The gastric intramucosal pH (pHi) and gastric mucosal-arterial CO2 gap (GAP) estimate visceral perfusion and predict outcome. Threshold values of these variables for use during resuscitation, however, remain poorly defined. The purpose of this study was to develop clinically derived cutoffs for both pHi and GAP for predicting death and multiple organ failure (MOF) in trauma patients.Methods
This was a cohort study of 114 consecutive trauma patients who had pHi determined at 24 hours after intensive care unit admission. The corresponding GAP for each of these values of pHi was obtained through chart review. Receiver operating characteristic curves were constructed for both pHi and GAP with respect to death and MOF. These curves were used to determine the value of each variable that maximized the sum of sensitivity and specificity in predicting outcome. chi squared tests and odds ratios were used to determine if significant differences in outcome occurred above and below these cutoff values.Results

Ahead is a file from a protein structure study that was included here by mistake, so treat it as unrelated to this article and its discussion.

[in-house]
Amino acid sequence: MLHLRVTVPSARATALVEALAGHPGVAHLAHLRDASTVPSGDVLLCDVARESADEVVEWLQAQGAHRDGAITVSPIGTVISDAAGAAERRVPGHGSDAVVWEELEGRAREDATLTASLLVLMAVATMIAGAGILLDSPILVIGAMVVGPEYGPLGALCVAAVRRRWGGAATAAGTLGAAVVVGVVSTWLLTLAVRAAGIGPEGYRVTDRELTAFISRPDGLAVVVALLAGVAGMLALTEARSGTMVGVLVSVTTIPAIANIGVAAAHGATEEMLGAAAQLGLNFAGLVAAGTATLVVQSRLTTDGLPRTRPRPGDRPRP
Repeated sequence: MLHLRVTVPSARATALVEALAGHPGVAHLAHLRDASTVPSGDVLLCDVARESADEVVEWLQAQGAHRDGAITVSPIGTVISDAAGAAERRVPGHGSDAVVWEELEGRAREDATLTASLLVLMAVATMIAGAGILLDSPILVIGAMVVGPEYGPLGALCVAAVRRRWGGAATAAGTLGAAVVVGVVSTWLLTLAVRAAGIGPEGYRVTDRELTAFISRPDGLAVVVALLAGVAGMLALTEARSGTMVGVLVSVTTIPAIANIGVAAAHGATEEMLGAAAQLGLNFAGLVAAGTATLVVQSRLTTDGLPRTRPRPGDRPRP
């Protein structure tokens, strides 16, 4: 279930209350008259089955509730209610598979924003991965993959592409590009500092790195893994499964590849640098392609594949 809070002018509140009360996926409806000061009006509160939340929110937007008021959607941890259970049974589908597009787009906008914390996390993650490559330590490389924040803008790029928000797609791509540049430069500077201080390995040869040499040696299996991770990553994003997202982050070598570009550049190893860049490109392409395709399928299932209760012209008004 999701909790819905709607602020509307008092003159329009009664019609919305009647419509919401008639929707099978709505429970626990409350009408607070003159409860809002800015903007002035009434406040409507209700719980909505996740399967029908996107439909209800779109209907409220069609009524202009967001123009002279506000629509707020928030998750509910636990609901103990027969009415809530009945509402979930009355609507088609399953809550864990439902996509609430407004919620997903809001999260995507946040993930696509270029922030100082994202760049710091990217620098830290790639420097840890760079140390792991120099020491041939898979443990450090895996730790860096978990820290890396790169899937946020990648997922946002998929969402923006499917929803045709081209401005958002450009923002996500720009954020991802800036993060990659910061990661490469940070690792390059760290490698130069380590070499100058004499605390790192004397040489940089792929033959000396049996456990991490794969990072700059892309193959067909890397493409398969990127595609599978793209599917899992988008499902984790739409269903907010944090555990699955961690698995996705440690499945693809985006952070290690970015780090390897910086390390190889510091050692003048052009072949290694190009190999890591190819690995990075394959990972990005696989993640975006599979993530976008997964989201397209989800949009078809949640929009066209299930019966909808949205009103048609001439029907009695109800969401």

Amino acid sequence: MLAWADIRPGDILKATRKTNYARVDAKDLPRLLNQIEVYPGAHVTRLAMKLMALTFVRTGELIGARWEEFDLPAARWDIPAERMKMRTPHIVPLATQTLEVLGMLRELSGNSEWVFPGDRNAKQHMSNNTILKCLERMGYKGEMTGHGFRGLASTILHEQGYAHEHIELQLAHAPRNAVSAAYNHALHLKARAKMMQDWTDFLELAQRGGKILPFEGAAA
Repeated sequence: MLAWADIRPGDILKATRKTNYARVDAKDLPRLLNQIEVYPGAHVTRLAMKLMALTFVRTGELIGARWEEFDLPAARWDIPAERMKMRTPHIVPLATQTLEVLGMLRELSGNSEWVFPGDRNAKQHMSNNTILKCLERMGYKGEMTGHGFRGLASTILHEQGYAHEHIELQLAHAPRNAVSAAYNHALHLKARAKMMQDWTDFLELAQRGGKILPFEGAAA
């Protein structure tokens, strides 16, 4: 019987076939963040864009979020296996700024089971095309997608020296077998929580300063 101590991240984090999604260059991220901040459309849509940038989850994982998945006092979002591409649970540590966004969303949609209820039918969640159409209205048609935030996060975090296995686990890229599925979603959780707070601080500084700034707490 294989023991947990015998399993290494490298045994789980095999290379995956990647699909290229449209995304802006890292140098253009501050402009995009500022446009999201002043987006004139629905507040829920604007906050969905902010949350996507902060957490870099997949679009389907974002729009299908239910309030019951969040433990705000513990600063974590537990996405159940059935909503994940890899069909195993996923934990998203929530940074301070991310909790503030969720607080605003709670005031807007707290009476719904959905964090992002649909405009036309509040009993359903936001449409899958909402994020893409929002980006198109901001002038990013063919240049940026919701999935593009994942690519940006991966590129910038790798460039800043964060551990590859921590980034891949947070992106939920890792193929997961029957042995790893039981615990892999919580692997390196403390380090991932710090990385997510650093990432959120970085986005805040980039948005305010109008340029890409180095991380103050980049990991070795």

Of 114 patients who had pHi determined at 24 hours after admission, 108 had corresponding GAP values available. The values of pHi and GAP that maximized sensitivity and specificity were 7.25 and 18 mm Hg, respectively. The odds ratio for pHi versus death was 4.6 and for pHi versus MOF was 4.3. The odds ratios for GAP versus death and MOF were 2.9 and 3.3, respectively.Conclusion
In trauma patients, the ability to predict death and MOF is maximized at values of pHi less than 7.25 and GAP greater than 18 mm Hg. These values represent clinically derived cutoffs that should be useful for evaluating the adequacy of intestinal perfusion during resuscitation.